In this post, I discussed certain issues regarding the details of how the U.S. could adopt a shadow cabinet system, similar to that in use in the U.K. and other parliamentary democracies.
I doubt that U.S. presidential candidates would be enthusiastic about adopting this idea.
The upside would be that a nominee could ensure the support of a wavering party member, via the offer of a shadow cabinet appointment. Someone like Senator Joe Lieberman, who supported John McCain's candidacy, could perhaps have been brought onside by Barack Obama, if Lieberman had been offered a cabinet post.
In Lieberman's particular case, he was probably too firmly placed in the McCain camp by the time shadow cabinet appointments might have been made, in August. But if there were a similar situation in the future, a presidential nominee could try that.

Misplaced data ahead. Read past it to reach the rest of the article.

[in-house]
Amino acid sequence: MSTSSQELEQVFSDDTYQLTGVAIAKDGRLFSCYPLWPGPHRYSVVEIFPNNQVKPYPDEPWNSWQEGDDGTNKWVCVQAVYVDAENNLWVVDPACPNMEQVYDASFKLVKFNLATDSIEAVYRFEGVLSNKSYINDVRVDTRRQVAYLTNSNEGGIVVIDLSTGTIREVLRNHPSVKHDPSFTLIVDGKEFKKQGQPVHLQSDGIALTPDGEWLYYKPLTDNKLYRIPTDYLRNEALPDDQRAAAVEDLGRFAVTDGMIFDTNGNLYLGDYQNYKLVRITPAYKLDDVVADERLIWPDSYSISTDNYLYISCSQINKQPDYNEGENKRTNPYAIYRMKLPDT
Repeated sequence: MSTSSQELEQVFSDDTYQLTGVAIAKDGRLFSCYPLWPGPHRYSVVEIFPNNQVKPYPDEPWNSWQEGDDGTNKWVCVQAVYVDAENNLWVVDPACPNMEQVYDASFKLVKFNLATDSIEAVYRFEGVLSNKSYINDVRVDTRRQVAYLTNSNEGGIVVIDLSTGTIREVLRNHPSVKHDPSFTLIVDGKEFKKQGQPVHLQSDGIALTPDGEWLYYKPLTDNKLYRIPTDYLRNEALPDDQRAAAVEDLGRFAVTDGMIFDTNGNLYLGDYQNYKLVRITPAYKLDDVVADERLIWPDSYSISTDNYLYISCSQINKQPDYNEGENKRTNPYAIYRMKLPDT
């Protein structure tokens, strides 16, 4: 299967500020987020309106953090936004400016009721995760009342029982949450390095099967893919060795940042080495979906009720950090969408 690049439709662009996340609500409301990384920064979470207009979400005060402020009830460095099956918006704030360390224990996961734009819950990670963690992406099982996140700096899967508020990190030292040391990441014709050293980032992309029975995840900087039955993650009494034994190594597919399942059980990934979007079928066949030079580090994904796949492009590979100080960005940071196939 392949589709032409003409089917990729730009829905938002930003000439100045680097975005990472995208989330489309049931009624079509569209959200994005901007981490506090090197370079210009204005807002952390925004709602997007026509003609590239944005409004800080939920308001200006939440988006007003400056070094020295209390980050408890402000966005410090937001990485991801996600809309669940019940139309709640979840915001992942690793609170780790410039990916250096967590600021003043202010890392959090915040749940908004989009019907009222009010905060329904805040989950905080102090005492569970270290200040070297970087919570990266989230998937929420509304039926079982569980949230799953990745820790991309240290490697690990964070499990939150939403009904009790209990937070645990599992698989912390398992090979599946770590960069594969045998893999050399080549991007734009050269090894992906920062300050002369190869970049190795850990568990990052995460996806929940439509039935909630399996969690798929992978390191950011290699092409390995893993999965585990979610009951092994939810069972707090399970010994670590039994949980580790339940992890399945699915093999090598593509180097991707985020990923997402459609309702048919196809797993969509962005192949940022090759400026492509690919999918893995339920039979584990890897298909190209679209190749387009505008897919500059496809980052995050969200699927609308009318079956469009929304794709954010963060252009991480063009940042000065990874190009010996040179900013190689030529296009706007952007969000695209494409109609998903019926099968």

The flip side of that coin, however, would be that potential cabinet choices might lose their enthusiasm for supporting the fall campaign, if they had been passed over for a shadow cabinet appointment in August. If Obama had publicly announced Hillary Clinton as shadow secretary of state, Bill Richardson may have been miffed. Richardson had been mentioned as a candidate for the State Department, and perhaps it was just as well from Obama's standpoint that it was after the election when he gave Richardson what many consider to be his consolation prize: the Commerce Department.
On balance, I think the number of disappointed would-be cabinet members will always be larger than the number of shadow cabinet appointees. So, presidential nominees will probably not deem it to be in their interest to make cabinet appointments before the election.